Fox News FAIL: Google “Easter Egg” claimed to be disabled was never official Google code

Heard about the “Let it Snow” Easter Egg added to Google’s Search Engine by Google earlier this week? Yes, I bet you have – ever since Google casually made reference to it on Twitter, news agencies across America and Europe have been pouncing on the news like cats on mice – in fact, if Google’s own metrics are to be believed, there are more than 175 unique news articles about it alone across the internet. Unfortunately, as is often the case with mass media, when a news agency knows a story is going global and wants to differentiate its take on the story from others, invariably somewhere along the line misinformation will slip in.

Chalk one up to Fox News for just this reason. In their take on the news – credited to News Corp’s Australian Print (and keep in mind News Corp. is owned by Fox) – Fox News decided to also print examples of other famous Google Easter Eggs to show that the company has a fun streak to them. This list includes the famous “Chuck Norris” joke, described by them thus:

Searching for Chuck Norris used to prove futile on Google, returning a slightly funny, slightly annoying message: “Google won’t search for Chuck Norris because it knows you don’t find Chuck Norris, he finds you.”

The same article then adds that the company believes that the Easter Egg was “disabled” because it no longer works as described.

Now, unlike most, I’m not going to comment here on Fox News’ journalistic integrity. What I will say is, in this instance, Fox News got their facts completely wrong, for one simple reason: The Chuck Norris joke was NEVER an official Easter Egg to begin with!

The apparent joke search result from Google, claiming that “Google won’t search for Chuck Norris because it knows you don’t find Chuck Norris, he finds you”, was actually a spoof Google page credited to Arran Schlosberg. The page was created as his take on the common myth that Chuck Norris is a superhuman – something which has come to define modern culture. Through both legitimate word-of-mouth advertising and illegitimate Google-Bombing, the page quickly reached the top of Google search results for “Chuck Norris” for many months in 2008, fulfilling Arran’s claimed intention for the site and resulting in anyone clicking “I’m Feeling Lucky” when searching for the man to see the spoof page – thus creating the illusion that the page came from Google itself. In actual fact, the user was being taken to the website (which is still alive), a website that had – and still has – no affiliation with Google, as disclaimers in the page’s footer clearly state. Changes to Google’s Search algorithm months later finally buried the page in the search results; and the page has never been updated since to take advantage of recent changes in Google’s Search Result page design – thus killing off the joke.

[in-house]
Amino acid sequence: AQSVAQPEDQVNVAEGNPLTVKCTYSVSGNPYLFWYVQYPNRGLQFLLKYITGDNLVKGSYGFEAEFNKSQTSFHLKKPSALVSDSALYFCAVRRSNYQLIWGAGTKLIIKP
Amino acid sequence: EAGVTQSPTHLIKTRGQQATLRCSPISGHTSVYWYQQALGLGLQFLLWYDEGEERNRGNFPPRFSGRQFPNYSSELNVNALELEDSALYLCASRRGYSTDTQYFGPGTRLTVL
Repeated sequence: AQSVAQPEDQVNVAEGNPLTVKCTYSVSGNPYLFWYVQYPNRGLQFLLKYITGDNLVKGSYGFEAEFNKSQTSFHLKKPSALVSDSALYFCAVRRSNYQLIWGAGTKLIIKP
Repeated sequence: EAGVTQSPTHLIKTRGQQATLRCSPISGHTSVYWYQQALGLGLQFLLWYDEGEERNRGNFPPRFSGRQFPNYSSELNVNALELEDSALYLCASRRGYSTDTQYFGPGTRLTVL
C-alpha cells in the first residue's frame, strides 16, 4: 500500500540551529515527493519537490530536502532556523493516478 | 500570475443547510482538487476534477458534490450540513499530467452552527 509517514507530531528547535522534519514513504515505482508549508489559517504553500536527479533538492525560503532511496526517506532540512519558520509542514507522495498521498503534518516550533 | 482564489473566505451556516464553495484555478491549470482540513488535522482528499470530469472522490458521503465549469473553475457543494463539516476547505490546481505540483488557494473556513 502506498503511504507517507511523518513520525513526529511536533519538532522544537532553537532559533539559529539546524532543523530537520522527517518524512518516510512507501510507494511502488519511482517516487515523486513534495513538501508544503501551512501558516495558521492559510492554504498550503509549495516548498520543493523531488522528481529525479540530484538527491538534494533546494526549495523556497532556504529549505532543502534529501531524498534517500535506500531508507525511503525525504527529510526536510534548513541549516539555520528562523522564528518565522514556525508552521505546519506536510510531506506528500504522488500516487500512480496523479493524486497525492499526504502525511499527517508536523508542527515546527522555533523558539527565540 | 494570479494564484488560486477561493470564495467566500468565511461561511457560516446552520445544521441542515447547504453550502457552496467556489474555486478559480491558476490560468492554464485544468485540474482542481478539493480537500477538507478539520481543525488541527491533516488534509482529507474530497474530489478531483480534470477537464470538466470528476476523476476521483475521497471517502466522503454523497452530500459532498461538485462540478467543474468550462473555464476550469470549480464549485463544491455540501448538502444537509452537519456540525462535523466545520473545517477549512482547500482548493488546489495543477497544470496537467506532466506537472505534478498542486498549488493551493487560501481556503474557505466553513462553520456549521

Obviously, Fox News’ claim that the Chuck Norris Easter Egg was official is a huge slap in the face to reality and a major embarrassment for the company – though some would argue they’re likely to be used to embarrassment right now due to their reputation (deserved or not) of getting facts wrong on a constant basis. Whatever the case, and assuming the company was made aware of the error, I’m sure that the editors of that story are now kicking themselves – or being kicked – hard in the posterior.

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Acknowledgements: Quoted segment courtesy of Fox News
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2 Responses

  1. A million thanks for posting this inorfmaiton.

  2. I was actually unaware that it had ever reached first place for the intended keywords. The site has always remained in first place for “find Chuck Norris” and “where is Chuck Norris”.